If the Islamic State had to lose their top spokesman and Syria commander, they’re likely thinking there’s no time like the present.
It was telling not only how ISIS’ news agency announced unprompted that Abu Muhammad al-Adnani was “martyred” during a Syria operation, but that they even had their weekly newspaper, al-Naba, ready to go with a glossy tribute.
Adnani was al-Naba’s cover boy in a previously unreleased photo ripped from a jihadist casting call portfolio: He’s intently surveying something unseen – the troops, the caliphate, the West, no matter – with his hands resolutely clasping the straps of his tactical vest. Loyal black-masked fighters stand over each shoulder, guns aloft. By the next day, ISIS fanboys online had swapped their Twitter avatars for his action-star mug and even photoshopped heavenly rays into the photo.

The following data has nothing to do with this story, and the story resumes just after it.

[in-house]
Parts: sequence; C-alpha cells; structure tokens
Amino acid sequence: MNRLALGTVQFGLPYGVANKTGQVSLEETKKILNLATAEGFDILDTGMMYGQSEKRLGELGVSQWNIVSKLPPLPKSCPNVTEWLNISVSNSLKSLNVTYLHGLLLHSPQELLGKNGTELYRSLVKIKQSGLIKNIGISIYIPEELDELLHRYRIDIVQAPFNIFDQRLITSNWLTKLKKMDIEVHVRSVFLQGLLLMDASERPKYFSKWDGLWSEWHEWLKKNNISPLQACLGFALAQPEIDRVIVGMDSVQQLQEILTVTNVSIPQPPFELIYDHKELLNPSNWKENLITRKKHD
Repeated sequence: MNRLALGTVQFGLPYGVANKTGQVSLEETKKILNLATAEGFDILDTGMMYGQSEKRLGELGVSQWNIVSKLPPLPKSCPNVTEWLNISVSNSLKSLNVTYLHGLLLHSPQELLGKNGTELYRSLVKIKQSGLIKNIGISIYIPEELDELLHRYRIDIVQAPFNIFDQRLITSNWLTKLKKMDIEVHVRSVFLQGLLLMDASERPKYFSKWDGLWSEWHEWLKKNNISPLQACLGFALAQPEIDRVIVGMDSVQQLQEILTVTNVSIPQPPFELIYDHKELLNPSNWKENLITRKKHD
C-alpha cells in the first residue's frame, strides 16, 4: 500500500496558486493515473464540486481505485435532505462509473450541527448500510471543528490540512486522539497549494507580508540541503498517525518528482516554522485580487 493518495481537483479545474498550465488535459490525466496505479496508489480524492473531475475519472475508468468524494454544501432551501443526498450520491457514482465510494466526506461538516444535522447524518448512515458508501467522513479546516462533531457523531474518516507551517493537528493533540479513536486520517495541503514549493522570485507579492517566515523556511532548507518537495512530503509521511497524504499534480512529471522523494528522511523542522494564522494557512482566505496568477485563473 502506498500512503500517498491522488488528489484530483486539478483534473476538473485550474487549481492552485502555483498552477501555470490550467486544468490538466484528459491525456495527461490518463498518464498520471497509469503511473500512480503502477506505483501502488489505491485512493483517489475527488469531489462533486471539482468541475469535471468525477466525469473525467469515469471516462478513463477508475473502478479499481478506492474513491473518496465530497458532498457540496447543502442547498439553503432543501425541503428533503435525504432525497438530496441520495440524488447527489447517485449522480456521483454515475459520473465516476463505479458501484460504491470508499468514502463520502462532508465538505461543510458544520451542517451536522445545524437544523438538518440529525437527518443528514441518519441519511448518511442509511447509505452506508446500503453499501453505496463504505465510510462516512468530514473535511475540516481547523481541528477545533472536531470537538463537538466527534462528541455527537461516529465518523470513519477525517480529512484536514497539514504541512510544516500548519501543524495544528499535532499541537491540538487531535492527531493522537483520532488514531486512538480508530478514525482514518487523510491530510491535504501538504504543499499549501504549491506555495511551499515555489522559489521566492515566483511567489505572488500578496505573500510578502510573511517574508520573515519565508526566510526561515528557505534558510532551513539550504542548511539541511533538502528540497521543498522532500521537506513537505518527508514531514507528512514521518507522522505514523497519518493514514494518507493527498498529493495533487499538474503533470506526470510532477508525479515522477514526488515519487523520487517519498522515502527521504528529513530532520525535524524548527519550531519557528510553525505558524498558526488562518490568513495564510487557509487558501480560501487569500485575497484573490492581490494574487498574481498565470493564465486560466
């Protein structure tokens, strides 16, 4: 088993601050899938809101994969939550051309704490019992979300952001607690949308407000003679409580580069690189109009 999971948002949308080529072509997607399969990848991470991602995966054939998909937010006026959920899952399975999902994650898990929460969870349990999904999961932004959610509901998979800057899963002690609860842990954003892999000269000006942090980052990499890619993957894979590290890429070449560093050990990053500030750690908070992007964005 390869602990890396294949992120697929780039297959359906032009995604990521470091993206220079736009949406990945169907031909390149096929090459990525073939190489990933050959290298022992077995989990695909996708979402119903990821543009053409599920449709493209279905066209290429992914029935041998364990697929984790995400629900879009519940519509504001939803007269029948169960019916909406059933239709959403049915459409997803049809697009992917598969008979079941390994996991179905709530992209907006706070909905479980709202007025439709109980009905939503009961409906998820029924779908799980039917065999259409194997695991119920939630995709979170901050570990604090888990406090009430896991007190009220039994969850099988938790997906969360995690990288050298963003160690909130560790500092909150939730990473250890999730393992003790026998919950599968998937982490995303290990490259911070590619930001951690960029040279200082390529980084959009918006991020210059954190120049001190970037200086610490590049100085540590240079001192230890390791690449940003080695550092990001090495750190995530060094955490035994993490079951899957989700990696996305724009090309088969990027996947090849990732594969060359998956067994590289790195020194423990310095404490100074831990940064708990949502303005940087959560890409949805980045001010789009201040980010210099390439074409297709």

And using the online propaganda network of websites and social media that ISIS has used to bust virtual borders, ISIS supporters quickly distributed a 2014 biography of Adnani lauding him as “ballista of the Islamic State.” It painted a picture of a golden child of jihad who was a voracious student of the Quran and a trainer who crafted master jihadists during the era of al-Qaeda in Iraq with his signature program that “graduated a large number of students who have taken prominent positions in the Islamic State.” And, of course, it highlighted how Adnani was held for years at a U.S.-run camp in Iraq.